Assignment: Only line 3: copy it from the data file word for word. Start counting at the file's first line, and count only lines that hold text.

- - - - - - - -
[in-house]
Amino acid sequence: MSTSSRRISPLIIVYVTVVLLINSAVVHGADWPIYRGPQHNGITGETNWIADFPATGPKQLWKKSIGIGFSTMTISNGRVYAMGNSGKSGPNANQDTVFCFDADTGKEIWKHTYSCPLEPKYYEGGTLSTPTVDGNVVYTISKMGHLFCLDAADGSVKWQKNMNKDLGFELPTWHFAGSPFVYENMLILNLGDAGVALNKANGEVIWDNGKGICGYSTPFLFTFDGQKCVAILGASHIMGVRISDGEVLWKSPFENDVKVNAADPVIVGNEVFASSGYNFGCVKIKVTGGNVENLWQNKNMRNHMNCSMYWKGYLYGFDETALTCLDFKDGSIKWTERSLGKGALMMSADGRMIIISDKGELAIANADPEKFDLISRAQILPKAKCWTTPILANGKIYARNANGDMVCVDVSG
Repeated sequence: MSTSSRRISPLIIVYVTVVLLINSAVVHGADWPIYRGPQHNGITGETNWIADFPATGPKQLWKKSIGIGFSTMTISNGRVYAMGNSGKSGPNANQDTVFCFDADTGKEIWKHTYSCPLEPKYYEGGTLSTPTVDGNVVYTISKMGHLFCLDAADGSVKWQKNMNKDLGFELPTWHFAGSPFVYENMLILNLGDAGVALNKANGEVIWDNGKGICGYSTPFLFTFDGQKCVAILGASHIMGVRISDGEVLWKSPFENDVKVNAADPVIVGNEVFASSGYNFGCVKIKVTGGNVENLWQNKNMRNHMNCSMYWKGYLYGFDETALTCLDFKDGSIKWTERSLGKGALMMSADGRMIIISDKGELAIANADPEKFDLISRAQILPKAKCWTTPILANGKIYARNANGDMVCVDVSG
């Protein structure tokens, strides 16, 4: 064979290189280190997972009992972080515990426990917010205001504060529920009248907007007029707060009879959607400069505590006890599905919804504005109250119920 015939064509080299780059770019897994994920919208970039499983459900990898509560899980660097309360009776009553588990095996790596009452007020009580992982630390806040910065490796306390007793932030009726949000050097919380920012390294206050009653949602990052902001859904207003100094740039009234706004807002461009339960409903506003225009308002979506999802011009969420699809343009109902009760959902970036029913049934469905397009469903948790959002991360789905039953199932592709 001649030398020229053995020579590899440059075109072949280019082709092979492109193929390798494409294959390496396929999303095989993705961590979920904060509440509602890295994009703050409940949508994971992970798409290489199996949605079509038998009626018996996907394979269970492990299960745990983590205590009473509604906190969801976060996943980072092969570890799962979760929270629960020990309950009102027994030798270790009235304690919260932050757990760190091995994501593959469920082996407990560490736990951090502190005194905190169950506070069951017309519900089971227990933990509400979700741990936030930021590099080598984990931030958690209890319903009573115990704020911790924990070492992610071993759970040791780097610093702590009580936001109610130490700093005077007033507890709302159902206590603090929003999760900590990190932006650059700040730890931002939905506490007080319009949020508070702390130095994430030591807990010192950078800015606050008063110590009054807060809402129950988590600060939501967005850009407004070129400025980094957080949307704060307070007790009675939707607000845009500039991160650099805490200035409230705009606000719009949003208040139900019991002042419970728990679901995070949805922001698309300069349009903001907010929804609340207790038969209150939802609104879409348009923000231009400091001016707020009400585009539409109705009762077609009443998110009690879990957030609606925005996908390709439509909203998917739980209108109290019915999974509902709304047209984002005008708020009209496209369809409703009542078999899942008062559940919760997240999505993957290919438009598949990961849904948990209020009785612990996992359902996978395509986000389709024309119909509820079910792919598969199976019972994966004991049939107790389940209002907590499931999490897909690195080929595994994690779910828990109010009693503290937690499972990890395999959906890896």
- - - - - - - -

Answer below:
Repeated sequence: MSTSSRRISPLIIVYVTVVLLINSAVVHGADWPIYRGPQHNGITGETNWIADFPATGPKQLWKKSIGIGFSTMTISNGRVYAMGNSGKSGPNANQDTVFCFDADTGKEIWKHTYSCPLEPKYYEGGTLSTPTVDGNVVYTISKMGHLFCLDAADGSVKWQKNMNKDLGFELPTWHFAGSPFVYENMLILNLGDAGVALNKANGEVIWDNGKGICGYSTPFLFTFDGQKCVAILGASHIMGVRISDGEVLWKSPFENDVKVNAADPVIVGNEVFASSGYNFGCVKIKVTGGNVENLWQNKNMRNHMNCSMYWKGYLYGFDETALTCLDFKDGSIKWTERSLGKGALMMSADGRMIIISDKGELAIANADPEKFDLISRAQILPKAKCWTTPILANGKIYARNANGDMVCVDVSG